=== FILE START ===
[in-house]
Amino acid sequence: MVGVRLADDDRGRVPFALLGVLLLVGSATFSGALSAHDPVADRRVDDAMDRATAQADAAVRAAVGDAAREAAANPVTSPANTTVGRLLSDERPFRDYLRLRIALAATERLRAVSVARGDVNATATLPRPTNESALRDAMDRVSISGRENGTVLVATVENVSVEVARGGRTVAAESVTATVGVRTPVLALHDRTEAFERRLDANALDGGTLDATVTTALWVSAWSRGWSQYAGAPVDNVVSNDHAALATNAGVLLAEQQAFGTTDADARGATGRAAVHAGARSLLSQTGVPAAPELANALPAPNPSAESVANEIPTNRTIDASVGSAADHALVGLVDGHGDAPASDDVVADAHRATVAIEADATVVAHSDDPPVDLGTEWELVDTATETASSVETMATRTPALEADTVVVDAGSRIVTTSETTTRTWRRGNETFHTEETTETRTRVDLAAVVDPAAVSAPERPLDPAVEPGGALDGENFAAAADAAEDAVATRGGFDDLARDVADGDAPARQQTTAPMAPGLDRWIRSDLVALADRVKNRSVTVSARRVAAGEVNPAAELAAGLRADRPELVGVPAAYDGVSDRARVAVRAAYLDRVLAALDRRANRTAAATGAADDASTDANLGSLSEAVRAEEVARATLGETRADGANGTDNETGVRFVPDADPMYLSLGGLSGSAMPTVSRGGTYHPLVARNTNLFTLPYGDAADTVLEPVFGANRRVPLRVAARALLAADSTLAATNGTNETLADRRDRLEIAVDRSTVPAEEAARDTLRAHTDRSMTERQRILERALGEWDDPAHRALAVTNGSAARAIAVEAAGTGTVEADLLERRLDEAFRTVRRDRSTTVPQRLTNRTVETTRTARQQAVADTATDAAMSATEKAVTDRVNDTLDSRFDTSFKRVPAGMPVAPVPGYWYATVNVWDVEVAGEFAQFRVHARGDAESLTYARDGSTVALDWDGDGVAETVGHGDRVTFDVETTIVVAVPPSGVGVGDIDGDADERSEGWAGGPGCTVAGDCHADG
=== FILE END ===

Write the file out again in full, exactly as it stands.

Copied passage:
[in-house]
Amino acid sequence: MVGVRLADDDRGRVPFALLGVLLLVGSATFSGALSAHDPVADRRVDDAMDRATAQADAAVRAAVGDAAREAAANPVTSPANTTVGRLLSDERPFRDYLRLRIALAATERLRAVSVARGDVNATATLPRPTNESALRDAMDRVSISGRENGTVLVATVENVSVEVARGGRTVAAESVTATVGVRTPVLALHDRTEAFERRLDANALDGGTLDATVTTALWVSAWSRGWSQYAGAPVDNVVSNDHAALATNAGVLLAEQQAFGTTDADARGATGRAAVHAGARSLLSQTGVPAAPELANALPAPNPSAESVANEIPTNRTIDASVGSAADHALVGLVDGHGDAPASDDVVADAHRATVAIEADATVVAHSDDPPVDLGTEWELVDTATETASSVETMATRTPALEADTVVVDAGSRIVTTSETTTRTWRRGNETFHTEETTETRTRVDLAAVVDPAAVSAPERPLDPAVEPGGALDGENFAAAADAAEDAVATRGGFDDLARDVADGDAPARQQTTAPMAPGLDRWIRSDLVALADRVKNRSVTVSARRVAAGEVNPAAELAAGLRADRPELVGVPAAYDGVSDRARVAVRAAYLDRVLAALDRRANRTAAATGAADDASTDANLGSLSEAVRAEEVARATLGETRADGANGTDNETGVRFVPDADPMYLSLGGLSGSAMPTVSRGGTYHPLVARNTNLFTLPYGDAADTVLEPVFGANRRVPLRVAARALLAADSTLAATNGTNETLADRRDRLEIAVDRSTVPAEEAARDTLRAHTDRSMTERQRILERALGEWDDPAHRALAVTNGSAARAIAVEAAGTGTVEADLLERRLDEAFRTVRRDRSTTVPQRLTNRTVETTRTARQQAVADTATDAAMSATEKAVTDRVNDTLDSRFDTSFKRVPAGMPVAPVPGYWYATVNVWDVEVAGEFAQFRVHARGDAESLTYARDGSTVALDWDGDGVAETVGHGDRVTFDVETTIVVAVPPSGVGVGDIDGDADERSEGWAGGPGCTVAGDCHADG